No. 2496.

46 F.2d 623 (1931)


Circuit Court of Appeals, First Circuit.

February 11, 1931.

Attorney(s) appearing for the Case

Edward C. Park, of Boston, Mass. (Lothrop Withington, of Boston, Mass., on the brief), for appellant.

Albert A. Schaefer, of Boston, Mass. (Alexander B. Siegel, of New York City, Ropes, Gray, Boyden & Perkins, of Boston, Mass., and Van Vorst, Siegel & Smith, of New York City, on the brief), for appellee.

Before BINGHAM, ANDERSON, and WILSON, Circuit Judges.

WILSON, Circuit Judge.

This is an action under the federal antitrust laws to recover damages alleged to have been suffered by the plaintiff and appellant through acts of the defendant tending to lessen competition in the automobile business and in restraint of trade.

The plaintiff is a Massachusetts corporation, and the defendant is a Virginia corporation, licensed to do business and having its principal place of business in Detroit, Mich.

The plaintiff brought its action in the district of Massachusetts and served a summons on the defendant in the Eastern district of Michigan.

The defendant appeared by counsel for the sole purpose of objecting to the jurisdiction, and filed a motion to dismiss the action on the ground that the defendant was not a resident nor did it transact business in Massachusetts. The plaintiff contended below that an issue of fact was thereby presented which should be heard on oral testimony and before a jury. The District Court, however, heard the motion on affidavits and ruled that the defendant was not transacting business within the meaning of section 12 of the Clayton Act, and section 22, 15 USCA, and dismissed the action. 41 F.2d 767. The case is here on appeal from this decision.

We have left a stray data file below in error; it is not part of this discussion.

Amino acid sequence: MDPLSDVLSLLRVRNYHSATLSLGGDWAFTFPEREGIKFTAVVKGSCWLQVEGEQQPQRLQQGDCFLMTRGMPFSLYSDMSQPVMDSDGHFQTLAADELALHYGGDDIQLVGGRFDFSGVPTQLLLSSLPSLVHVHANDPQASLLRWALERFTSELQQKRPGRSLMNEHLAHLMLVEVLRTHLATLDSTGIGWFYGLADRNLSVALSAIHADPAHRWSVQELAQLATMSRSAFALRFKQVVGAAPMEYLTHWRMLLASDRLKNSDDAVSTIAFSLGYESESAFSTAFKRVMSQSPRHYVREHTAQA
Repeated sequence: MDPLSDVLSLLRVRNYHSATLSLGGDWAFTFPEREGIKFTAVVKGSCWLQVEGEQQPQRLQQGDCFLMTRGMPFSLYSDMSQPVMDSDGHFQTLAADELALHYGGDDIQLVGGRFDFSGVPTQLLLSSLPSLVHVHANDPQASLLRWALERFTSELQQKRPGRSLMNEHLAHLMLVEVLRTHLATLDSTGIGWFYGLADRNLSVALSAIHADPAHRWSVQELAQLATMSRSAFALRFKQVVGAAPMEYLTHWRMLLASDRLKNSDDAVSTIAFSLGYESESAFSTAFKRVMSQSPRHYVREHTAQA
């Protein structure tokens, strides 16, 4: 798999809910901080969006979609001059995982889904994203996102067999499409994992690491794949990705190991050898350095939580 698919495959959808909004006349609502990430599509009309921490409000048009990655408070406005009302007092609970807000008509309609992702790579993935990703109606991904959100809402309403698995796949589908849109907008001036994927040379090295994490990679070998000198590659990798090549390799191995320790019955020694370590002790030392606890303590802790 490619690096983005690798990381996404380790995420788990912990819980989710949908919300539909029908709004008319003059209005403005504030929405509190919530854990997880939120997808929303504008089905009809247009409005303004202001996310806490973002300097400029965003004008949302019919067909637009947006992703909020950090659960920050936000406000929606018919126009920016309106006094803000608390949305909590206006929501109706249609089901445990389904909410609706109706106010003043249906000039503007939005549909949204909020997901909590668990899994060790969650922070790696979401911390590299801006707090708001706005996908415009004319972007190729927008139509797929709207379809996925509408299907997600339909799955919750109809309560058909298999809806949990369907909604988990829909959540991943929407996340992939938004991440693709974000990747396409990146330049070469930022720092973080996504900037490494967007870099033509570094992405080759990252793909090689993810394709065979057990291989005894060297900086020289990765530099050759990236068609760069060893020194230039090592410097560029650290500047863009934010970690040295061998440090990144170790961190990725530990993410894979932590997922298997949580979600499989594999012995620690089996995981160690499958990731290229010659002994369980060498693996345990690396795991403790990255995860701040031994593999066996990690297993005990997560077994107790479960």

It is unnecessary to consider the first contention of the plaintiff, as upon the affidavits presented we think the defendant was transacting business in Massachusetts within the meaning of section 12 of the Clayton Act, and therefore venue was properly laid in the district of Massachusetts.

Prior to the enactment of October 15, 1914, c. 323, § 12, 38 Stat. 736 (15 USCA § 22), a person or corporation violating the anti-trust laws could only be sued in the district where resident, or where found. The provision of section 12 of the Clayton Act relieved "the injured person from the necessity of resorting for the redress of wrongs committed by a nonresident corporation, to a district, however distant, in which it resides or may be `found' — often an insuperable obstacle — and enabling him to institute the suit in a district, frequently that of his own residence, in which the corporation in fact transacts business, and bring it before the court by the service of process in a district in which it resides or may be `found.'" Eastman Co. v. Southern Photo Co., 273 U.S. 359, 373, 374, 47 S.Ct. 400, 403, 71 L. Ed. 684; Gen. Inv. Co. v. Lake Shore Rwy., 260 U.S. 261, 279, 43 S.Ct. 106, 67 L. Ed. 244.

"A corporation is engaged in transacting business in a district, within the meaning of this section [section 12], in such sense as to establish the venue of a suit — although not present by agents carrying on business of such character and in such manner that it is `found' therein and is amenable to local process — if in fact, in the ordinary and usual sense, it `transacts business' therein of any substantial character." Eastman Co. v. Southern Photo Co., supra.